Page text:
I’m sorry to say I’m underwhelmed by Falling Sparrow’s production of Boris Rex, a satirical treatment of Boris Johnson’s political career. It’s not clear to me from the play how Boris appeals to the public, and why he is popular. His wit and his individuality don’t come across at all.
Instead, playwright Charlie Dupré presents Boris as a puppet without substance, manipulated by Jacob Rees-Mogg and Michael Gove who exploit his ambition. The result is a two-dimensional Boris Johnson, lacking the layers one may expect to see in a complex protagonist.
The script is written in the style of a Shakespearean tragicomedy, with echoes of Julius Caesar and Richard III. Themes of betrayal lie at its core. The Shakespearean monologues are welcome moments of introspection and philosophical thinking - though they don't fit well with the Boris we see in interactions with other characters, where he is easily-led. The script is lyrical though, using language well throughout, with moments of verse and spoken word that are imaginative and pleasing to hear.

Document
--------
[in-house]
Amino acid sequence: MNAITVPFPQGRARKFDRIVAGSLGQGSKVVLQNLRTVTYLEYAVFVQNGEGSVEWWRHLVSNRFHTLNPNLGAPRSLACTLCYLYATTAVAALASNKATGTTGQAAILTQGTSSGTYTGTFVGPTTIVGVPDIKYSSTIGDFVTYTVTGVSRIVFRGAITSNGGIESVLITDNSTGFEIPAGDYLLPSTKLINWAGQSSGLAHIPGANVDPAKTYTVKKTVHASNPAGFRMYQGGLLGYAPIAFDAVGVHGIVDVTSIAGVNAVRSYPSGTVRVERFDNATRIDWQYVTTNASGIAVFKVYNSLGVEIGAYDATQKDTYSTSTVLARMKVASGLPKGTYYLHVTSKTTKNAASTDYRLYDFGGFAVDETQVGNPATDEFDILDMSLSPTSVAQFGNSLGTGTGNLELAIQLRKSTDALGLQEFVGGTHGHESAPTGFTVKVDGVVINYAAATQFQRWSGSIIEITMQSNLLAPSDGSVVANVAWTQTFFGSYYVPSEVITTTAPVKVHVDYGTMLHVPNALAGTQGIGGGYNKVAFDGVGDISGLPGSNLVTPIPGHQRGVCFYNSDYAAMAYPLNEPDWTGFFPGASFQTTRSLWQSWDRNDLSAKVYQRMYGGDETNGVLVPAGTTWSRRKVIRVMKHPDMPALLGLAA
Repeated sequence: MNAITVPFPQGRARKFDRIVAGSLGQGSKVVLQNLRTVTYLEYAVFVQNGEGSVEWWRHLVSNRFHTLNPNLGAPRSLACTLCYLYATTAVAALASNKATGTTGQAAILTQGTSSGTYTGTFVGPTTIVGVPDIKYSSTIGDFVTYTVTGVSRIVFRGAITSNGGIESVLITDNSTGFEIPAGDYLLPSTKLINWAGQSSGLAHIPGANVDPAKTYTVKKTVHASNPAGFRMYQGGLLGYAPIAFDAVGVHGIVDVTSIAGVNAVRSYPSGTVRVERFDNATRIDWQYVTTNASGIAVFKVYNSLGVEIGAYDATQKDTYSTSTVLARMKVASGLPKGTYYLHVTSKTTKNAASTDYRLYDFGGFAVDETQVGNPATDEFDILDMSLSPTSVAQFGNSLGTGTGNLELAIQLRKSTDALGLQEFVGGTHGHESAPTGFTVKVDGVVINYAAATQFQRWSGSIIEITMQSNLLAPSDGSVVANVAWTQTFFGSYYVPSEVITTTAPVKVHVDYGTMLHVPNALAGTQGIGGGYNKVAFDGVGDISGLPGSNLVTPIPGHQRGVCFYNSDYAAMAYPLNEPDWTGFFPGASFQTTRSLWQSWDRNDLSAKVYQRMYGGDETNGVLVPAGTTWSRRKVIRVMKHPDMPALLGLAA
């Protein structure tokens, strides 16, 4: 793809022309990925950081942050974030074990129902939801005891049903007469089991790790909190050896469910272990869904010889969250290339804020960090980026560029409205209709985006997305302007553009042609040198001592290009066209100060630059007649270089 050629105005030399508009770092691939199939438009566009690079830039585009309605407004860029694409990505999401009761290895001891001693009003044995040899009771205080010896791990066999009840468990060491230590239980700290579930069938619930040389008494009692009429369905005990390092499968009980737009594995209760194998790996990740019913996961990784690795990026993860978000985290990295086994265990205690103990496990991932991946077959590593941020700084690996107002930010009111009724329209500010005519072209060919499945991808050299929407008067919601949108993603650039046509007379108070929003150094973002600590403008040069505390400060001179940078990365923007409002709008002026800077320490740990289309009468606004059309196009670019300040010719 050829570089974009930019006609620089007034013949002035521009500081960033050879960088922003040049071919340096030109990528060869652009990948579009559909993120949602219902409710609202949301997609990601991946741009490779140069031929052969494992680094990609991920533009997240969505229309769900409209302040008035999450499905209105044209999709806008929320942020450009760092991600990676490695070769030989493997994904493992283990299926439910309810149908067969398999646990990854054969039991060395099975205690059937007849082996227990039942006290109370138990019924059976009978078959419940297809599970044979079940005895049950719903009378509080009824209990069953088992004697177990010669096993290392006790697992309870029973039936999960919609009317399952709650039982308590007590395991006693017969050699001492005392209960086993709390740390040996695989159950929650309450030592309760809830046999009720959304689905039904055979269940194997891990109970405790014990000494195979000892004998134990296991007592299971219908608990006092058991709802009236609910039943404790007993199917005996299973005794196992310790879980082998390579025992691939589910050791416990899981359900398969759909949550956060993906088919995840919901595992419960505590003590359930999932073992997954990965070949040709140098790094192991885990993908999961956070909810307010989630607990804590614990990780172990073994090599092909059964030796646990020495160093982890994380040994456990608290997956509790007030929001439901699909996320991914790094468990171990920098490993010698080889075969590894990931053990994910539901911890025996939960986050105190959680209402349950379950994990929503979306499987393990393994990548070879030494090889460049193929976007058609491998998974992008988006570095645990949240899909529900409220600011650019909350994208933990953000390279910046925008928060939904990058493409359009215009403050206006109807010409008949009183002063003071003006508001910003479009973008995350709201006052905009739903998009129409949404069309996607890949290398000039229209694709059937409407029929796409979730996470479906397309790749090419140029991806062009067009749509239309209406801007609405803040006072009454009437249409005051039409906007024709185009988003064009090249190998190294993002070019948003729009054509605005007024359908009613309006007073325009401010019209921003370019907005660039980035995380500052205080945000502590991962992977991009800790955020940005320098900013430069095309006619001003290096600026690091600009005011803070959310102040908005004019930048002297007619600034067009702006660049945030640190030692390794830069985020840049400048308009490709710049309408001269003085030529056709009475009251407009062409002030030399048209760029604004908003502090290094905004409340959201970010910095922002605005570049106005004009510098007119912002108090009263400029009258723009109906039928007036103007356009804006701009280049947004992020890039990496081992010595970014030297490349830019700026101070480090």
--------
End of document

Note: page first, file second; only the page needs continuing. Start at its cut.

David Cameron’s character has a good voice, and his wife has an interesting dream about Brexit. Dupré casts himself as Jacob Rees-Mogg, a skilful manipulator, who may be the most convincing character in the play.
Overall, I struggled with the characterisation, because the actors often address the audience rather than interacting with one another; I needed more dialogue and more feeling, to allow myself to become immersed in the performance and suspend belief. Costumes and make-up are a throwback to student days at Oxford with a hint of the vampire, which seems slightly incongruous and at odds with the Shakespearean context.
The raw satire will entertain many, but for me it is a tale of untapped potential - lacking in substance and historic detail. With the wealth of material available, it feels to me like a missed opportunity to inform and educate.